Oeuvre: Carpenter: Christine

Oeuvre: Carpenter: Christine

A surprisingly prescient work of art that deserves a higher place in its director’s consideration.

Outside of his undeniable classics, John Carpenter’s work brings up memories of late night hunts on cable TV during the dark days of hopping a mere 30 channels with a controller attached to your television by a lengthy cord. Christine gets lost in this cloud of memory, playing between The Beastmaster and Carlin at Carnegie in the endless loop that was HBO in the early ‘80s. Through this portal, the movie is easily dismissed as a mediocrity that took the old SNL skit “Land Shark” all the way, replacing Jaws with a cherry red, 1958 Plymouth Fury that stalks the streets of small town America like it was the ocean off the shores of Amity. To do so devalues what is a surprisingly prescient work of art that deserves a higher place in its director’s consideration. Yes, it’s about a killer car–and so much more.

Christine was Carpenter’s second Stephen King adaptation. The first, Firestarter, ended abruptly when he and Universal Studios parted ways after The Thing became a critical and financial flop. He needed a job to get his career back on track, and producer Richard Kobritz called asking him to bring King’s forthcoming bestseller to the screen for Columbia Pictures. Given the paucity of offers from major studios, Carpenter took the job, but it’s hard to fall in love with your rebound. This was more a professional calculation than passion project, as the director makes clear in many an interview.

Still, from the classic car and ‘50s rock classics, there are hints of Elvis in this tale of an eight-cylinder demon that possesses its owners. Its latest victim is Arnie Cunningham (Keith Gordon), a high school nerd looking to upgrade his identity and social status who happens upon the Christine’s rusted carcass in the yard of its former owner’s brother, George LeBay (Robert Blossoms). Blossom’s large eyes and gaunt physique make him the perfect postmodern witch in this fairy tale, while Gordon takes Arnie from bespectacled zeta male to Rebel Without A Cause cosplayer in a brilliant performance that teeters on the edge of indulgent but never capsizes. Arnie’s loyalty to his car is unwavering, but Gordon manages to imbue his performance with subtle expressions of dismay about the murders mounting around the object of his affection. That’s pretty much the extent where the subtlety ends.

The movie begins with the BA-DA-DA-DA-DA of George Thorogood’s “Bad to the Bone” while Christine’s origin story on the assembly line unfurls. The machine kills the first man to disrespect its interior with cigar ash, but being the first coffin for that poor inspector doesn’t keep Christine from reaching a showroom and the outside world. It is a steel and chrome commodity more important than a human life, but Carpenter would interrogate American corporatism later on with They Live. Christine is more an intentional study in toxic masculinity long before the term was en vogue.

Arnie exists on the low end of the teenage spectrum with two boys he’d rather be: Dennis Guilder (John Stockwell), his football star best friend, and Buddy Repperton (William Ostrander), the musclebound bully who torments Arnie. Carpenter introduces their animosity in an auto shop class where all the misdirected machismo of car culture comes in its most concentrated form. Dennis puts up a good fight, but Buddy rules this arena, and when Christine starts possessing Arnie’s soul, it pushes his personality toward bad boy Buddy at the exclusion of Dennis. The bumbling Arnie is transformed into an antiquated archetype of tough and cool with elements of Dean and Elvis. Nostalgia becomes fetishized in Arnie’s aesthetic, Christine’s body work and the golden oldies that play while the radio glows a sickly green. Arnie even touches the car with greater care and affection than he offers his girlfriend, Leigh Cabot (Alexandra Paul). She’s the prettiest girl in school, but after her skin roughens with age, the car will always reflect an idealized youth with her polished exterior.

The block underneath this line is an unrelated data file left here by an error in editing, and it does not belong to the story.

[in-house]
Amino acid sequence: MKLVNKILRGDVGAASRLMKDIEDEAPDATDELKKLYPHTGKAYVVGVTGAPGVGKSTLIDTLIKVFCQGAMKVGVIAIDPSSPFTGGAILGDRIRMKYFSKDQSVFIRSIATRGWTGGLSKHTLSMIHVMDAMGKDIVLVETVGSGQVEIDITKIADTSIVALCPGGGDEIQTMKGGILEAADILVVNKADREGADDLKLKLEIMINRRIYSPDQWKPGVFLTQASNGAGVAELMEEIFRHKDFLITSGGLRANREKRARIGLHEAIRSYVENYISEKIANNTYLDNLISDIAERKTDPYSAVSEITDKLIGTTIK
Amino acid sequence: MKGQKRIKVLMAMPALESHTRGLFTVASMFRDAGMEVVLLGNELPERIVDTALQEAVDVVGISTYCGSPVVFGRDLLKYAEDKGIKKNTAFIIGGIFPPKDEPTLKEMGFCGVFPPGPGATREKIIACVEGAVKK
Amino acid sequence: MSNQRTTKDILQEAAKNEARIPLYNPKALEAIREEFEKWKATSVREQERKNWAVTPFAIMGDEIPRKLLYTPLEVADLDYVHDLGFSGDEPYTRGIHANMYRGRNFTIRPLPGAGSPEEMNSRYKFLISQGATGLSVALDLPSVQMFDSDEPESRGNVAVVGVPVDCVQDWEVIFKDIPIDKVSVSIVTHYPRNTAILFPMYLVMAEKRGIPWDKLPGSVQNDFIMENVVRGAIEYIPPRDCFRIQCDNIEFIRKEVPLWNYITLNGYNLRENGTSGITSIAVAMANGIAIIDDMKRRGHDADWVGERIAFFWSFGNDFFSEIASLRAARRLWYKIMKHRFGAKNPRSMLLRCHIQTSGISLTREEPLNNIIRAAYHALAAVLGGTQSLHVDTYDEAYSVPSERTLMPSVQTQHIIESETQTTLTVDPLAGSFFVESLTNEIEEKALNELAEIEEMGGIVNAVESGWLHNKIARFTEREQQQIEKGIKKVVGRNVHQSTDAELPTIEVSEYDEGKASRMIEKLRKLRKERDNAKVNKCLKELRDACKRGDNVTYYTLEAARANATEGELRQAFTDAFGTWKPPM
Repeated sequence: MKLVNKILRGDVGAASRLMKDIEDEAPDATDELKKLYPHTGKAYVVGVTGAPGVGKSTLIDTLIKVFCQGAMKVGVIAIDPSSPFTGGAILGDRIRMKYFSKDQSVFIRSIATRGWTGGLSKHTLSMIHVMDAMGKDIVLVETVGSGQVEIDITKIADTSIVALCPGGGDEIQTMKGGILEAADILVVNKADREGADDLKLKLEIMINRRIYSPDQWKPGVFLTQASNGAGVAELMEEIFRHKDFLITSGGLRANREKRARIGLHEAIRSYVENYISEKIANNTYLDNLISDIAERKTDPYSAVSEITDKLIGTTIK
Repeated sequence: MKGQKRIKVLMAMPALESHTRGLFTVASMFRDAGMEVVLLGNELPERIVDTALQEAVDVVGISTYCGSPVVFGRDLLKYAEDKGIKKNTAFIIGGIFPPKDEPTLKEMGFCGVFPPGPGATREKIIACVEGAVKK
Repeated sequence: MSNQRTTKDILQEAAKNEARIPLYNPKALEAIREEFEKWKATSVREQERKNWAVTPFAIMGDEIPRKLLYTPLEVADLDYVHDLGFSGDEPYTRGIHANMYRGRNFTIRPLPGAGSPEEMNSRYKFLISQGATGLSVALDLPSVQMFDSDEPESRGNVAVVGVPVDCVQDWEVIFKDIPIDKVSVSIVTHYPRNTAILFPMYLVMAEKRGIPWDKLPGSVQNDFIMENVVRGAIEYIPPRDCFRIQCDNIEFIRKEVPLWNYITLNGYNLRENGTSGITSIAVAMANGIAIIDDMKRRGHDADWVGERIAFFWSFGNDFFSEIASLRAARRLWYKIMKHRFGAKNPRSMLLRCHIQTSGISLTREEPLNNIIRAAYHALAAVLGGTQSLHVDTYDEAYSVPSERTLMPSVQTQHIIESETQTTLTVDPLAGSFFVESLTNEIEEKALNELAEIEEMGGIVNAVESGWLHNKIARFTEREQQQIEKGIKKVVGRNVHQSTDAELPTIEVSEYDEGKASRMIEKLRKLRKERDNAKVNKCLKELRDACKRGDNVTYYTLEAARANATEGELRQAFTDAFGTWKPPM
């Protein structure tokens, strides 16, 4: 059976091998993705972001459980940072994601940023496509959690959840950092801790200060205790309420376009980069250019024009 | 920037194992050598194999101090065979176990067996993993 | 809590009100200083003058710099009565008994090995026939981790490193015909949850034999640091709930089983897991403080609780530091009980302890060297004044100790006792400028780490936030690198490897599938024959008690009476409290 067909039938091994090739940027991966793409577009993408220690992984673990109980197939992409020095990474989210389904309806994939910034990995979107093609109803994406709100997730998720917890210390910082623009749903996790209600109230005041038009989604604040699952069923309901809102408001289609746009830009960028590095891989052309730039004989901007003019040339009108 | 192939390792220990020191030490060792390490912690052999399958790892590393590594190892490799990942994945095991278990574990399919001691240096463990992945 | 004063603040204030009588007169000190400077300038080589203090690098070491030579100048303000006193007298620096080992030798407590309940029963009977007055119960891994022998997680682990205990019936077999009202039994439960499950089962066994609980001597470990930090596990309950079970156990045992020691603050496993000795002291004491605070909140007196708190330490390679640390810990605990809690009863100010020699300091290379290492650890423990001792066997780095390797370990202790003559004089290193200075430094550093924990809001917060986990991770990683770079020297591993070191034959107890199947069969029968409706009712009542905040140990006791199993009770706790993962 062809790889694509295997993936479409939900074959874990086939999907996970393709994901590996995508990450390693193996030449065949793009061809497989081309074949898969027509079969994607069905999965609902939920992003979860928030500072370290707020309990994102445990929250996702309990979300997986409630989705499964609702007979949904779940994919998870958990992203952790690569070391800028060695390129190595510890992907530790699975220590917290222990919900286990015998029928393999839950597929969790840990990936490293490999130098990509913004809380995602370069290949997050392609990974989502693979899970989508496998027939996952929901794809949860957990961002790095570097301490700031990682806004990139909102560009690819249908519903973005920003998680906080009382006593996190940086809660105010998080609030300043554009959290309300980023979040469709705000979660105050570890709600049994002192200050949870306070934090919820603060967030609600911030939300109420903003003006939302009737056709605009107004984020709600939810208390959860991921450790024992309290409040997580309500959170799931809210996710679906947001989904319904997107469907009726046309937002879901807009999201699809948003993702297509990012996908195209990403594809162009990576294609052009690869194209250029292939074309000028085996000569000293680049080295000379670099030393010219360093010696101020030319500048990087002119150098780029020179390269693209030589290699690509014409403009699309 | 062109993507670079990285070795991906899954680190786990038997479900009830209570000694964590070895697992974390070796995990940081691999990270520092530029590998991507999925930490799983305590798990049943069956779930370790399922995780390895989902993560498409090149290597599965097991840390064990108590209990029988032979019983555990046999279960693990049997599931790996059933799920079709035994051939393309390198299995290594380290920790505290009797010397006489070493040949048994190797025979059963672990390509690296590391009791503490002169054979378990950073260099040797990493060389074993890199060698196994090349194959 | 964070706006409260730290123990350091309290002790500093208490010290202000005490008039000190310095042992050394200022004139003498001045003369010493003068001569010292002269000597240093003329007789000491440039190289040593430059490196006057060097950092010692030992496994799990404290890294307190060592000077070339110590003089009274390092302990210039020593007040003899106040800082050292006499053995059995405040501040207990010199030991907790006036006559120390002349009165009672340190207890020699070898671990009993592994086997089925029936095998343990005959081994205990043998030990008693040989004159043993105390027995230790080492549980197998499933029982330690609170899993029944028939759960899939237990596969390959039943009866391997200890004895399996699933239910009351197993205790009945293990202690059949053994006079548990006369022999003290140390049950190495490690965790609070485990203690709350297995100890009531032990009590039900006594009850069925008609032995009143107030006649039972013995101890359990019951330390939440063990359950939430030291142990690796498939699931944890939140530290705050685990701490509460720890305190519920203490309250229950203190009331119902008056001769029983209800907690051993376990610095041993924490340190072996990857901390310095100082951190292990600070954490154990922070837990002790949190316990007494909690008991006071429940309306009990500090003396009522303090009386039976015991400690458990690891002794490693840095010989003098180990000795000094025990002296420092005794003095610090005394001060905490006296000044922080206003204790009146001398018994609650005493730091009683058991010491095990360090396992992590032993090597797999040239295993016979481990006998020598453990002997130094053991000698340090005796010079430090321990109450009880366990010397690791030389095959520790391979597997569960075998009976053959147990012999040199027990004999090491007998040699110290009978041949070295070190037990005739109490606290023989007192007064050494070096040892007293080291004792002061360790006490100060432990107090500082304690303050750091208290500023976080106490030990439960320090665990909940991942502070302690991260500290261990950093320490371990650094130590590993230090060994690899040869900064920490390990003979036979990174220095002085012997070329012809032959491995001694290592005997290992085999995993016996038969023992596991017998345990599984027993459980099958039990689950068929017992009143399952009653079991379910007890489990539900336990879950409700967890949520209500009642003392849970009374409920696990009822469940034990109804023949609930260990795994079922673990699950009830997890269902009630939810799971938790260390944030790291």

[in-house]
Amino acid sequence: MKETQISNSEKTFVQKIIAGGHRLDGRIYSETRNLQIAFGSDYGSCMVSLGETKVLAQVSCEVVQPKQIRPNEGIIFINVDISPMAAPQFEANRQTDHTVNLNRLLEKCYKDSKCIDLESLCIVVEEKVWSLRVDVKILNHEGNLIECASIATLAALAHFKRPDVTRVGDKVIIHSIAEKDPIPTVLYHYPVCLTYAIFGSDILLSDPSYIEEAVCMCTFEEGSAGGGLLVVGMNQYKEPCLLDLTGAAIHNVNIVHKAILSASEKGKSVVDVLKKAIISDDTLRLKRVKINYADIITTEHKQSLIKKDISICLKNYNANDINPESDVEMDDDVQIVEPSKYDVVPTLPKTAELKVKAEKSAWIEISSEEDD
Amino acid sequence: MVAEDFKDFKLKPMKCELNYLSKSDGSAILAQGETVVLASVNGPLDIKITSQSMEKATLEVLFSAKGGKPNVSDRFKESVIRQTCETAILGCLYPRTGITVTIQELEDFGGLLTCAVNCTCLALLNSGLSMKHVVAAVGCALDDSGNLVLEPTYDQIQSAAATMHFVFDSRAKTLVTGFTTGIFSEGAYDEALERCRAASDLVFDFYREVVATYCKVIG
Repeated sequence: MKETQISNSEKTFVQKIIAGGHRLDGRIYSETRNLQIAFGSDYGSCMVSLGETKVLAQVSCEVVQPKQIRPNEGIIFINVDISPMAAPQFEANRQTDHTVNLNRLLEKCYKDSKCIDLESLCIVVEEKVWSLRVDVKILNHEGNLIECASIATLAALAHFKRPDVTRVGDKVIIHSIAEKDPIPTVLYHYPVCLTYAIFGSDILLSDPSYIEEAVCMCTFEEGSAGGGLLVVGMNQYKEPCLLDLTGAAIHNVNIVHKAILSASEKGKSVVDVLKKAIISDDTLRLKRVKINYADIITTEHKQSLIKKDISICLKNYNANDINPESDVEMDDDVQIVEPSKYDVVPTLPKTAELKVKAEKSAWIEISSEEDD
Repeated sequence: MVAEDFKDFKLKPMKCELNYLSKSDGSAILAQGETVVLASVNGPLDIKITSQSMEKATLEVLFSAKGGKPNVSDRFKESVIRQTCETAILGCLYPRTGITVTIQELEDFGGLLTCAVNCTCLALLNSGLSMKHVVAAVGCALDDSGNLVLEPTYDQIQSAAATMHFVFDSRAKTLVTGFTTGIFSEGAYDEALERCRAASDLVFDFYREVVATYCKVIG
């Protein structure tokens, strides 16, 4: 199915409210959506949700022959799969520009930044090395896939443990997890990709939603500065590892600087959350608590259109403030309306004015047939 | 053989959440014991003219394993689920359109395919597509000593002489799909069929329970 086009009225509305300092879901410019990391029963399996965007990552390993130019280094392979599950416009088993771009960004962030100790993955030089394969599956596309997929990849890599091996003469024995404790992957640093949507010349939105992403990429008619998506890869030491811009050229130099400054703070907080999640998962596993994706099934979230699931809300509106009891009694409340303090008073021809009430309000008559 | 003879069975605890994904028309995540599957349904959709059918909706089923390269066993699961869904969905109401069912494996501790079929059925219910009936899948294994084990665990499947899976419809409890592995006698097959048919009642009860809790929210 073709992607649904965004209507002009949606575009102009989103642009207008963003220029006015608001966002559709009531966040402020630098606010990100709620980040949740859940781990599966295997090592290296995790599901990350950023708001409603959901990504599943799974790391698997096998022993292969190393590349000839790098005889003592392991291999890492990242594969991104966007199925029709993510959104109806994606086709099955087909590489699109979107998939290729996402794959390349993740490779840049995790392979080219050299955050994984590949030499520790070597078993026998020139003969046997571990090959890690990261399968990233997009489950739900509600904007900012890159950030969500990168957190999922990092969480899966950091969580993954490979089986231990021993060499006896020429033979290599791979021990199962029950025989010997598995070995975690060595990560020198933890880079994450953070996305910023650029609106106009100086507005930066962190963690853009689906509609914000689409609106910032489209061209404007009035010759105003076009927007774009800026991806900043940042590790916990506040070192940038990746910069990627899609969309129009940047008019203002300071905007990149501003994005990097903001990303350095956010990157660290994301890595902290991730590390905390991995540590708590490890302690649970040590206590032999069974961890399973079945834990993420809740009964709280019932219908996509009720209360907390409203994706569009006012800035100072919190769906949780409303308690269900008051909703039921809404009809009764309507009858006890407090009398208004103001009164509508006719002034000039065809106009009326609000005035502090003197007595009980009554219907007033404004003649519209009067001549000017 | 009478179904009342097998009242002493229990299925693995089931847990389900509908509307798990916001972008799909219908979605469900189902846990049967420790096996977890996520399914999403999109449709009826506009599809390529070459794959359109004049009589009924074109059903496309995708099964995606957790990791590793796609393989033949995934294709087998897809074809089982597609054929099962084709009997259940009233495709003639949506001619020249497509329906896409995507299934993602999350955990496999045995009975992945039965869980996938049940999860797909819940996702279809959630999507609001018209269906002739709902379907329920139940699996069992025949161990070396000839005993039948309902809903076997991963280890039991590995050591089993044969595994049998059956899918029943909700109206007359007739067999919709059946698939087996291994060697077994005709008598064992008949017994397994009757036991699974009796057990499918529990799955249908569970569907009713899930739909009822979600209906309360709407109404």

Academic reading aside, the movie offers two sequences that deserve greater due. The first is Christine’s rebirth after Pepperton’s gang breaks into the garage where Arnie stores the car. Sledgehammers and crowbars lay waste to the machine and the months Arnie spent resurrecting it. Fully entwined with the teenager’s soul, the car repairs itself before his eyes. Using all practical effects, the car goes from total loss to monster machine, popping out its dents, reassembling mirrors and windows, repairing its interior and re-inflating its tires. It is the automotive version of the transformation scene in An American Werewolf in London and no less impressive.
The second is Christine’s vengeful joy ride. The car stalks Pepperton and his boys, killing them in a sequence that begins with the car crushing itself into an alley to pin one against a brick wall to Christine pulling out of a burning gas station engulfed in flames. It is a chase sequence that stands above Bullitt and The French Connection for sheer audacity and entertainment value.

These unexpected pleasures can’t hide the movie’s unevenness. Too many characters behave stupidly for the sake of plot, making the preposterousness of the monster impossible to ignore. The metaphor can only go so far, and two hours tests its limits. When the movie was released, it performed similarly to The Thing, though the criticism was not quite as merciless. With consecutive flops, critics wondered if Carpenter’s directing prowess had been shaken. But he was ahead of his time.

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